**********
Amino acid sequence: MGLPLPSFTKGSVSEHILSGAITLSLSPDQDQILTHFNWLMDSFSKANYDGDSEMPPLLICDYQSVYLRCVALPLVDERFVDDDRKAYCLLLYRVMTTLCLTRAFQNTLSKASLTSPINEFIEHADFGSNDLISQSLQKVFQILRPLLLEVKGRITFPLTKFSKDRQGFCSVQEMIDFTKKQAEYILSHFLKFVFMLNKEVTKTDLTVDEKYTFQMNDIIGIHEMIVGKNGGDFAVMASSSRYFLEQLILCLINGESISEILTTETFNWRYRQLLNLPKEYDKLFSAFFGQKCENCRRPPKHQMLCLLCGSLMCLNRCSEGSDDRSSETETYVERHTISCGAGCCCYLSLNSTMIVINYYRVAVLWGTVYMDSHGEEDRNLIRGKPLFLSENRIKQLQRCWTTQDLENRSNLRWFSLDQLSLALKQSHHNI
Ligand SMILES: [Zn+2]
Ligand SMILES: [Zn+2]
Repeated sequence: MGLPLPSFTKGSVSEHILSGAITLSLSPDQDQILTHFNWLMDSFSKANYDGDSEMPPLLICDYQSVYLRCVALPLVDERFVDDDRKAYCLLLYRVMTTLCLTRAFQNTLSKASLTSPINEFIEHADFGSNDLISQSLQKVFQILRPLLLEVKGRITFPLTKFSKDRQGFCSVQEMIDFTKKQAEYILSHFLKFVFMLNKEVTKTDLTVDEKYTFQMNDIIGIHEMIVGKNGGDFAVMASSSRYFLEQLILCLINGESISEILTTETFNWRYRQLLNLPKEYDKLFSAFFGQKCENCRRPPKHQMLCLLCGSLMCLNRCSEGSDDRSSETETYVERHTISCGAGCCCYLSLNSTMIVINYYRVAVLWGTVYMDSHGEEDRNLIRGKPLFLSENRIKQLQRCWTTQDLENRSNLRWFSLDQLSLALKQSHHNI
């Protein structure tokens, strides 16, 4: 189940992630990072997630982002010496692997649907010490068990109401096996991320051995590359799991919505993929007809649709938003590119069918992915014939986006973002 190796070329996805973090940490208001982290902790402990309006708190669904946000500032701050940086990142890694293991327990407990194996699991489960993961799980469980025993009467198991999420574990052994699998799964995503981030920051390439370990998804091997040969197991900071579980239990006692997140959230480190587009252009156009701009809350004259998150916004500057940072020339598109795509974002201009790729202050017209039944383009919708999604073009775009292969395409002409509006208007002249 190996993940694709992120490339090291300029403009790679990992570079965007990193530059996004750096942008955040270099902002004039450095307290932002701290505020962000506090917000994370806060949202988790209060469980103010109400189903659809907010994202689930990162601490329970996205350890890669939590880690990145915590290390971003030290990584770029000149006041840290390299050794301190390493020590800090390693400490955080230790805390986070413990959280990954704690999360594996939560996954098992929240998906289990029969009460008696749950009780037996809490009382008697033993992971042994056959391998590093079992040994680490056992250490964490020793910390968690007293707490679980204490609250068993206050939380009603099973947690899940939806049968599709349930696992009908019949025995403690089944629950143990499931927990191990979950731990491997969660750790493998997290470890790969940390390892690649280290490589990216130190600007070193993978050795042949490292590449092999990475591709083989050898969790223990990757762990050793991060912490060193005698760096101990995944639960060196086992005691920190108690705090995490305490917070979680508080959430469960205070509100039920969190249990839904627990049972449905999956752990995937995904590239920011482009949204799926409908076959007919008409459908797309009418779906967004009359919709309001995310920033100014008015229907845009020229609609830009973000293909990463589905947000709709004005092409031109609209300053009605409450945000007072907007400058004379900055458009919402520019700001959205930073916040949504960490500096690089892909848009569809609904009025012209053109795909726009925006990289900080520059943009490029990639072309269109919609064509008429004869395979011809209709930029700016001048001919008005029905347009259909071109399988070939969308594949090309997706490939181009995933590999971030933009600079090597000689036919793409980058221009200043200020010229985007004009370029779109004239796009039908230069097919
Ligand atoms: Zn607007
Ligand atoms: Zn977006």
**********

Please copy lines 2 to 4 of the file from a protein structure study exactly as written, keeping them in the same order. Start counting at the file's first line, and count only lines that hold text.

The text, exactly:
Ligand SMILES: [Zn+2]
Ligand SMILES: [Zn+2]
Repeated sequence: MGLPLPSFTKGSVSEHILSGAITLSLSPDQDQILTHFNWLMDSFSKANYDGDSEMPPLLICDYQSVYLRCVALPLVDERFVDDDRKAYCLLLYRVMTTLCLTRAFQNTLSKASLTSPINEFIEHADFGSNDLISQSLQKVFQILRPLLLEVKGRITFPLTKFSKDRQGFCSVQEMIDFTKKQAEYILSHFLKFVFMLNKEVTKTDLTVDEKYTFQMNDIIGIHEMIVGKNGGDFAVMASSSRYFLEQLILCLINGESISEILTTETFNWRYRQLLNLPKEYDKLFSAFFGQKCENCRRPPKHQMLCLLCGSLMCLNRCSEGSDDRSSETETYVERHTISCGAGCCCYLSLNSTMIVINYYRVAVLWGTVYMDSHGEEDRNLIRGKPLFLSENRIKQLQRCWTTQDLENRSNLRWFSLDQLSLALKQSHHNI